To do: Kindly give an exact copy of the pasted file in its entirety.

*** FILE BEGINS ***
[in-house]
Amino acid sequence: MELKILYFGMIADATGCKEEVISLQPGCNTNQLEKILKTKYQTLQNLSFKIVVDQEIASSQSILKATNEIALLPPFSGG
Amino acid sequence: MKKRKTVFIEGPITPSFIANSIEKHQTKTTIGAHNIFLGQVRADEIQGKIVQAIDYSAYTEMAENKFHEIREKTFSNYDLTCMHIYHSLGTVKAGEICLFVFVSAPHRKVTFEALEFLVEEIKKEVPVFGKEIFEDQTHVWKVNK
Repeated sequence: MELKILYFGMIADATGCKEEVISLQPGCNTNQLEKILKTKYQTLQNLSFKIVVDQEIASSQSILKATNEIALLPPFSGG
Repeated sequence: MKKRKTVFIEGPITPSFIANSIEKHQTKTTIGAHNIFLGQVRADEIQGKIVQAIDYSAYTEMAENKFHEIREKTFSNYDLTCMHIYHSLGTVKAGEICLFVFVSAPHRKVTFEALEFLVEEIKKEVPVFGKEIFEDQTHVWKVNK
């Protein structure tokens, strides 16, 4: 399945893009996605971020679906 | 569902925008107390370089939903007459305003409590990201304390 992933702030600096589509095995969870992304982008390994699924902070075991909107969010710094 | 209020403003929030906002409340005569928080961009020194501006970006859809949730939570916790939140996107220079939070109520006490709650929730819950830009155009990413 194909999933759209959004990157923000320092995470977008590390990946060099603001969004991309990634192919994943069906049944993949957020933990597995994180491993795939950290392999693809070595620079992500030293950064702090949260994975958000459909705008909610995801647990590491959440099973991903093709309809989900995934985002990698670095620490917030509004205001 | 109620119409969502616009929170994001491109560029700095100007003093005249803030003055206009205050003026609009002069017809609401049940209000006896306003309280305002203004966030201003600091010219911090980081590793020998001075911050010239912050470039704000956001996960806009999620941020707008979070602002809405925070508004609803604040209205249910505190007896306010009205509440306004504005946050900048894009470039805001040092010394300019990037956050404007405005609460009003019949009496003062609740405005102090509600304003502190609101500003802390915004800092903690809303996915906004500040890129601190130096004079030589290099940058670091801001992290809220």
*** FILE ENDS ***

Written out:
[in-house]
Amino acid sequence: MELKILYFGMIADATGCKEEVISLQPGCNTNQLEKILKTKYQTLQNLSFKIVVDQEIASSQSILKATNEIALLPPFSGG
Amino acid sequence: MKKRKTVFIEGPITPSFIANSIEKHQTKTTIGAHNIFLGQVRADEIQGKIVQAIDYSAYTEMAENKFHEIREKTFSNYDLTCMHIYHSLGTVKAGEICLFVFVSAPHRKVTFEALEFLVEEIKKEVPVFGKEIFEDQTHVWKVNK
Repeated sequence: MELKILYFGMIADATGCKEEVISLQPGCNTNQLEKILKTKYQTLQNLSFKIVVDQEIASSQSILKATNEIALLPPFSGG
Repeated sequence: MKKRKTVFIEGPITPSFIANSIEKHQTKTTIGAHNIFLGQVRADEIQGKIVQAIDYSAYTEMAENKFHEIREKTFSNYDLTCMHIYHSLGTVKAGEICLFVFVSAPHRKVTFEALEFLVEEIKKEVPVFGKEIFEDQTHVWKVNK
């Protein structure tokens, strides 16, 4: 399945893009996605971020679906 | 569902925008107390370089939903007459305003409590990201304390 992933702030600096589509095995969870992304982008390994699924902070075991909107969010710094 | 209020403003929030906002409340005569928080961009020194501006970006859809949730939570916790939140996107220079939070109520006490709650929730819950830009155009990413 194909999933759209959004990157923000320092995470977008590390990946060099603001969004991309990634192919994943069906049944993949957020933990597995994180491993795939950290392999693809070595620079992500030293950064702090949260994975958000459909705008909610995801647990590491959440099973991903093709309809989900995934985002990698670095620490917030509004205001 | 109620119409969502616009929170994001491109560029700095100007003093005249803030003055206009205050003026609009002069017809609401049940209000006896306003309280305002203004966030201003600091010219911090980081590793020998001075911050010239912050470039704000956001996960806009999620941020707008979070602002809405925070508004609803604040209205249910505190007896306010009205509440306004504005946050900048894009470039805001040092010394300019990037956050404007405005609460009003019949009496003062609740405005102090509600304003502190609101500003802390915004800092903690809303996915906004500040890129601190130096004079030589290099940058670091801001992290809220």